Word count: 3,200+
Summary: Kurt finds the camera on the subway one morning, surprised to see photos of a handsome man holding a white board with words on it. This was a prompt requested by amazinglybelle - who asked for Kurt finding a camera with this on it (but of Blaine, of course!) Check out that post - it's hilarious!
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Kurt pushed his way pass the other New York commuters as he usually did, eyes straight ahead and hands buried deep in his coat pockets. He tapped his foot impatiently when waiting for the train to show up, though it wasn't late and neither was he (it was a nervous habit he picked up when he'd first moved to the city three years ago) and then walked onto the train when it arrived. He was happy to see an empty chair near the door and grabbed it before a middle aged woman got any ideas.
He sighed as he sat down, able to sit and relax for another three stops. Then it was a hectic day at work - though Kurt relished and loved it. Though the fashion world wasn't where Kurt Hummel had imagined himself his senior year of high school, it was where he was now and it was the best decision he had ever made with his life.
Kurt sat up a bit straighter on the seat and in the process, felt his hip bump against something solid. He looked down, surprised to see a sleek black camera sandwiched between his hip and the chair. Kurt looked around, but no one was looking - New Yorkers minded their own business for the most part on subways, of course. He looked to the person beside him, a little old man reading a newspaper. It obviously wasn't his camera.
Kurt picked up the camera and examined it. It was a pretty high end camera, one a photographer of some type would use. Kurt thought for a few moments what to do with it - should he leave it? But it was expensive. Someone could just grab it and sell it or something. He could stop off and turn it into an office here at the subway, maybe. He didn't really have time for that, but in the back of his head Kurt heard his father, telling him to do the right thing and turn in a gold watch he had found at 8 years old in the park.
Kurt continued to turn the camera over in his hand. The train made a stop but Kurt was used to the sudden stop and subtly moved his body with the motion. Curiosity got the better of him as he was deciding what to do with the camera and he found the power button - bracing himself for any type of inappropriate photos he may find.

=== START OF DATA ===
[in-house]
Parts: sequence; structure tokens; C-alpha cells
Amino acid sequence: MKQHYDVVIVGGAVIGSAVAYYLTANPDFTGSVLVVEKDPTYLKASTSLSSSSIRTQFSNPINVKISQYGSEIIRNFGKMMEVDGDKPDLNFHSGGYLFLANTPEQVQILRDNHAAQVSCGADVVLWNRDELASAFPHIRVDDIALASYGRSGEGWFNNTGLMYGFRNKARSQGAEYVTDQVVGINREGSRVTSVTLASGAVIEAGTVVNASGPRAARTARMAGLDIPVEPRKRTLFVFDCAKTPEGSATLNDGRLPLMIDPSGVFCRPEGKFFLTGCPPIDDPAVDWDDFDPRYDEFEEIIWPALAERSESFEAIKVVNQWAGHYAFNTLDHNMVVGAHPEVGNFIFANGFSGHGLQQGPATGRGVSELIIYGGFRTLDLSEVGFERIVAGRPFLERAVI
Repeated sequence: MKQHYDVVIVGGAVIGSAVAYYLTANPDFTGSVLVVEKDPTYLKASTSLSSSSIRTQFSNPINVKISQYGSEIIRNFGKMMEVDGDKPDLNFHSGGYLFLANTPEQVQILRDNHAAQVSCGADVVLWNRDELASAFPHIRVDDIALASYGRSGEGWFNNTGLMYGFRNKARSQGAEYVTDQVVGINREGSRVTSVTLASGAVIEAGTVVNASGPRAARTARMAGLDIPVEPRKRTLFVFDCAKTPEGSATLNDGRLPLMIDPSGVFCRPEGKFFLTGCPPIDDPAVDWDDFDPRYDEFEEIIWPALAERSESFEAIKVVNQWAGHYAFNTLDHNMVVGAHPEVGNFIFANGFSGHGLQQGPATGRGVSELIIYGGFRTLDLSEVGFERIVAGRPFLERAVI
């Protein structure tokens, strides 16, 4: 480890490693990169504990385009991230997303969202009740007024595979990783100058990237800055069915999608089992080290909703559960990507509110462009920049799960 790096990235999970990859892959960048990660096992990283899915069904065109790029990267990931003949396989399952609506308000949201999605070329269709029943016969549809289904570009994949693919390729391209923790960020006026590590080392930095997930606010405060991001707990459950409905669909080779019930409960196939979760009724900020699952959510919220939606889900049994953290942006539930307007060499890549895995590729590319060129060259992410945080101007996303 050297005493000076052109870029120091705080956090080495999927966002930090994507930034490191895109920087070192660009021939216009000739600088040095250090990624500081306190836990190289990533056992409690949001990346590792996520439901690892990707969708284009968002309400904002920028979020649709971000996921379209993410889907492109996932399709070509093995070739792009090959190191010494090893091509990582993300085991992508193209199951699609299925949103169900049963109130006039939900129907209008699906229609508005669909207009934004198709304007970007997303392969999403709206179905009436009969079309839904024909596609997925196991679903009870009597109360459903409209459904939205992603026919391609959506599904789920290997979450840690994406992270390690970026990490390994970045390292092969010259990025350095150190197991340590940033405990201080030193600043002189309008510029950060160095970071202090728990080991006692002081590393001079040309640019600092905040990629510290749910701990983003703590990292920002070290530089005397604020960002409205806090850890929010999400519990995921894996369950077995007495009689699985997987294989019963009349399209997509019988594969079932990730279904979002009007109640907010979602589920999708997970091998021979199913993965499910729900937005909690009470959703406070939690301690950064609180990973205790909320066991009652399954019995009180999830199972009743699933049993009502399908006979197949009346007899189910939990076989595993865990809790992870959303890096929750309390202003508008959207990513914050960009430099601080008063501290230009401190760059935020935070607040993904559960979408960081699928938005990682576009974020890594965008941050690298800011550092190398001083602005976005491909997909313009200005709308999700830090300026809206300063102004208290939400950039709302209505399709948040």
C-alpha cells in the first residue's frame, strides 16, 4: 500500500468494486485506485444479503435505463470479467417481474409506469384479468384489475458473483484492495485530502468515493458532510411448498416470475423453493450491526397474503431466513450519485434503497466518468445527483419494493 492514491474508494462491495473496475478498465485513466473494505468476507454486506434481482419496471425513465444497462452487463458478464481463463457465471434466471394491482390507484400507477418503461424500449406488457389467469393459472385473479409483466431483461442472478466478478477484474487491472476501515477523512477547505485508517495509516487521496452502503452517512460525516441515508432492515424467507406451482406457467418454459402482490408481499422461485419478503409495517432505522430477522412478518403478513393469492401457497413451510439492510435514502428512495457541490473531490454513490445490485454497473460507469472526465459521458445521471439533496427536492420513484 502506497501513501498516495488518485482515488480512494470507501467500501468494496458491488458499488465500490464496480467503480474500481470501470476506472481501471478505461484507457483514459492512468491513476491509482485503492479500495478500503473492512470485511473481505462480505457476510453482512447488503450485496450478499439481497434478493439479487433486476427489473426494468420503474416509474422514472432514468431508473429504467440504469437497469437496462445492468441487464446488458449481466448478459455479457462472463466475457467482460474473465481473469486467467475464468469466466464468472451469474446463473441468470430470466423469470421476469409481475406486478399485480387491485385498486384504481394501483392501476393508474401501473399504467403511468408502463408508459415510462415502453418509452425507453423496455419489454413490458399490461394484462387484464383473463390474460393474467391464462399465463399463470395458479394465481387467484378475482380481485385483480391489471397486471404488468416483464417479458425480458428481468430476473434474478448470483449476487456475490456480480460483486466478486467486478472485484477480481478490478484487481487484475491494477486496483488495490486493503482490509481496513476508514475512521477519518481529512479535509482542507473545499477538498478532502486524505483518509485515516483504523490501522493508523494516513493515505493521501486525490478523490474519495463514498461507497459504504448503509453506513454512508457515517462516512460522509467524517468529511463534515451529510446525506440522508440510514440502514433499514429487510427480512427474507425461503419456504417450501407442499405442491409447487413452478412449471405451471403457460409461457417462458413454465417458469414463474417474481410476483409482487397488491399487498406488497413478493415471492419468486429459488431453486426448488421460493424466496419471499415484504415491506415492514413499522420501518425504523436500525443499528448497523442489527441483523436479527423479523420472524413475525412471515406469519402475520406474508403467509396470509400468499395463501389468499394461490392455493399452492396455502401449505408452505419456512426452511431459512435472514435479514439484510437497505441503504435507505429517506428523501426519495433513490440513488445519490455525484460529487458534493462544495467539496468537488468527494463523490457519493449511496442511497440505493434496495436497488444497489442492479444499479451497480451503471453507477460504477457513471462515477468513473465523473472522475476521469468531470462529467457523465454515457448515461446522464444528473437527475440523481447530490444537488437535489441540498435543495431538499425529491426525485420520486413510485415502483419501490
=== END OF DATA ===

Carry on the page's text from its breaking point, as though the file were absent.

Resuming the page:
Instead the first photo on the preview display was one of central park. Kurt clicked the forward arrow button, going to the next photo. It was still in central park, but this one was of an older couple sitting on a bench and holding hands. It was pretty good photography from the looks of it, though it was a copy that hadn't undergone the magic of photoshop yet. Being in the fashion industry, Kurt knew about that quite well.
Interest piqued, Kurt continued to look through the photos. There were a few more of the park, then a few of the street, the shutter slowed down drastically. It appeared to be just before dawn in the photos, up until the sun rose (maybe today?) There were a handful of photos that were focus on people and others were of the New York lifestyle. It was rather interesting, Kurt thought.
Then Kurt clicked the next button, going from a photo of a business man holding a bagel to a man in a completely different location holding a white dry erase board with the word "Hello" on it.
Kurt looked at it for a long moment in surprise. It was a man around his own age, perhaps, with dark hair that was gelled back in a stylish manner. He had a quiet, carefree smile on his face and was staring right at the camera. From what Kurt could see (that wasn't hidden behind the white board) he was wearing a light pink shirt with a black and white bowtie.
Kurt clicked the next button, even more surprised to see the same man, same white board, with a different message:
"You must have found my camera!"
Kurt almost jumped in surprise. He looked up once more, surveying everyone around him. Nothing was out of the ordinary, of course. Why would it be?
He looked back down and hesitantly clicked the next button.
The man's facial expression changed with the white board's writing. "Thank you."
A small smile curved onto Kurt's face. Next button.
An overly exaggerated angry face was on the man's face now and the white board read: "Unless you stole it."
Kurt laughed out loud at that, probably earning a few strange looks. But this was New York City - people had seen worse and crazier on the subway. Kurt continued to look through these pictures, sensing a trend.
"But I'll assume you just found it."
Kurt rolled his eyes and continued, noting again the nice smile on the man's face.
The next expression had his eyes looking off to the side. "I probably left it somewhere really dumb."
You got that right, thought Kurt.
"Like on a train."
Kurt snorted at this photo. Well, he got that right as well. The man was probably always losing things - no wonder he made this safety precaution on his camera.
"Or at the post office."
"Or in my dog."
Kurt laughed again - the man's face looked stupidly dreamy, if that made sense.
The next photo the man was bent over slightly in an exaggerated laugh. His eyes were squinty and his teeth were perfectly straight. "Well, probably not in my dog." Kurt rolled his eyes.
The next photo his eyes were completely closed and he was laughing even more by the looks of it - "I don't even have a dog."
"Oh my god," whispered Kurt under his breath. This man - he was ridiculous.
In the photo after this the white board was completely blank and the man had a straight face, eyes wide, as he looked at the camera.
Kurt went to the next photo, this of the man holding out one arm and looking thankful. "Anyway, thanks for finding it."